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This week’s question and answer:

Q: When energizing a distribution transformer 2.6MVA 33KV/690V in a windfarm at no load with 2KM of cabling from main sub is it normal to experience overvoltage transient spikes that could exceed 2.5KV (Surge arrestor rating) for a short period?

A: The question does not contain enough details to address the specifics of the overvoltage or circuit configuration. In general, there are two scenarios of energizing a distribution transformer: 1. from the 33 kV side, i.e. from the collector grid side and 2. from the 690V side, i.e. from the turbine side. Referring to scenario no 1. the transformer could be energized either by the 33 kV switch/circuit breaker adjacent to it (switchgear inside the tower) or remotely, from the main collector substation 2 km away. In either case closing of a circuit breaker or a switch with an inductance of the no-load transformer and capacitance of the 2 km MV cable might possibly create an overvoltage condition. This overvoltage condition can originate from a few distinct effects: a. resonant effect of large inductance and capacitance at a frequency very close to the power frequency and b. due to transients resulting from the traveling waves when a high frequency surge is generated at the switch end. The former is a likely condition. For example, a distribution transformer with a magnetizing inductance of a few Henry and 2 km of MV cable with capacitance of ~0.3-0. 4 mFarads per km can easily resonate at approx. 50 - 60 Hz frequency. In such a case a long lasting and dangerous overvoltage could arise. The solution to the problem could be, for example, detuning the resonating circuit (not always easily done), or eliminating switching no-load transformers (i.e. change the operational procedures).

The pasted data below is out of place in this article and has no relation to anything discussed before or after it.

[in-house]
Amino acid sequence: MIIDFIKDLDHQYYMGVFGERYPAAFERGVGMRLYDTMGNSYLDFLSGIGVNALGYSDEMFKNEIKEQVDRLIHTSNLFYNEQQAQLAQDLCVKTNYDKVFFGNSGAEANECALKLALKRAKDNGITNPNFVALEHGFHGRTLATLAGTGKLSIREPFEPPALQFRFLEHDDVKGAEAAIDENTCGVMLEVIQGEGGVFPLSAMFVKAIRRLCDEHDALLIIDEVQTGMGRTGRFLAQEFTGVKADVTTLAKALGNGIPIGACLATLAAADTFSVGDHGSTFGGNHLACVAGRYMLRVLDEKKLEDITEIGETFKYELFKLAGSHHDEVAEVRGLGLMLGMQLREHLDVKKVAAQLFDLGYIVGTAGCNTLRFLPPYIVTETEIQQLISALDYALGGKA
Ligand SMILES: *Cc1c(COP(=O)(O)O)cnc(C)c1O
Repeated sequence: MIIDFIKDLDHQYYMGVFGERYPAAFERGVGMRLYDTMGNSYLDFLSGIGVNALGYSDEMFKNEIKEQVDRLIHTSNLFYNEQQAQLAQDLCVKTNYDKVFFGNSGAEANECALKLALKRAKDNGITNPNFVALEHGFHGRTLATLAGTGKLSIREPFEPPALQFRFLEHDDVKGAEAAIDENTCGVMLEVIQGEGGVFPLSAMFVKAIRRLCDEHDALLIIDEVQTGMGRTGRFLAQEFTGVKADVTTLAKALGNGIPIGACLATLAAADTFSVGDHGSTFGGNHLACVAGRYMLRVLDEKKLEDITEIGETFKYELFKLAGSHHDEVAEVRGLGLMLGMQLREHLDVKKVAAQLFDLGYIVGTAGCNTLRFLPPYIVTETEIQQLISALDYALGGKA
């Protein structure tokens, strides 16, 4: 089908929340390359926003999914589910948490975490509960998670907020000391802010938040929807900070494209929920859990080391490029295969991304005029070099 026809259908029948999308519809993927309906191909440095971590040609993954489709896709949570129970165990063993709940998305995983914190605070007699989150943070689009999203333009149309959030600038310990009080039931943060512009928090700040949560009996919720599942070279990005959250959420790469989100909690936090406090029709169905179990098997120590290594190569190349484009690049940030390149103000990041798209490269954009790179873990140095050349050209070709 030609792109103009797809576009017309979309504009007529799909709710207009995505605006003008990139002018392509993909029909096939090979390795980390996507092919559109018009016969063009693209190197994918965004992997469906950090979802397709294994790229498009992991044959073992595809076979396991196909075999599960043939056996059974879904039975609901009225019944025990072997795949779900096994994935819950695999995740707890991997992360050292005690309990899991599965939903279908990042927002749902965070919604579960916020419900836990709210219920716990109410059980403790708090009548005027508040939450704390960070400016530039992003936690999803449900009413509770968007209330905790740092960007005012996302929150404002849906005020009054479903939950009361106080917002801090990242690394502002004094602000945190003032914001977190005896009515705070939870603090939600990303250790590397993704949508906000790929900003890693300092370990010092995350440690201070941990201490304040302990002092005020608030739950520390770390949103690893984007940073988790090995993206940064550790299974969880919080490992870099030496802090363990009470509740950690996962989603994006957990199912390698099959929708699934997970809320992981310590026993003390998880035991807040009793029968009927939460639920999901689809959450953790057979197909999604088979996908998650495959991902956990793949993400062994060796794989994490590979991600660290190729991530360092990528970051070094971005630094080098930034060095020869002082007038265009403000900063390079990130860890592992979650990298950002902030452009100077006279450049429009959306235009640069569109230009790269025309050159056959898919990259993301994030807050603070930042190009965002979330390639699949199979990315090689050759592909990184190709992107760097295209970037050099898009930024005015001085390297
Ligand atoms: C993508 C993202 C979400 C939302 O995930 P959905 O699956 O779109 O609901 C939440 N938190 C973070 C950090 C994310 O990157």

Dr. Mietek Glinkowski, P.E.
Global Head of Technology, Data Centers
Director of Technology, Power Products

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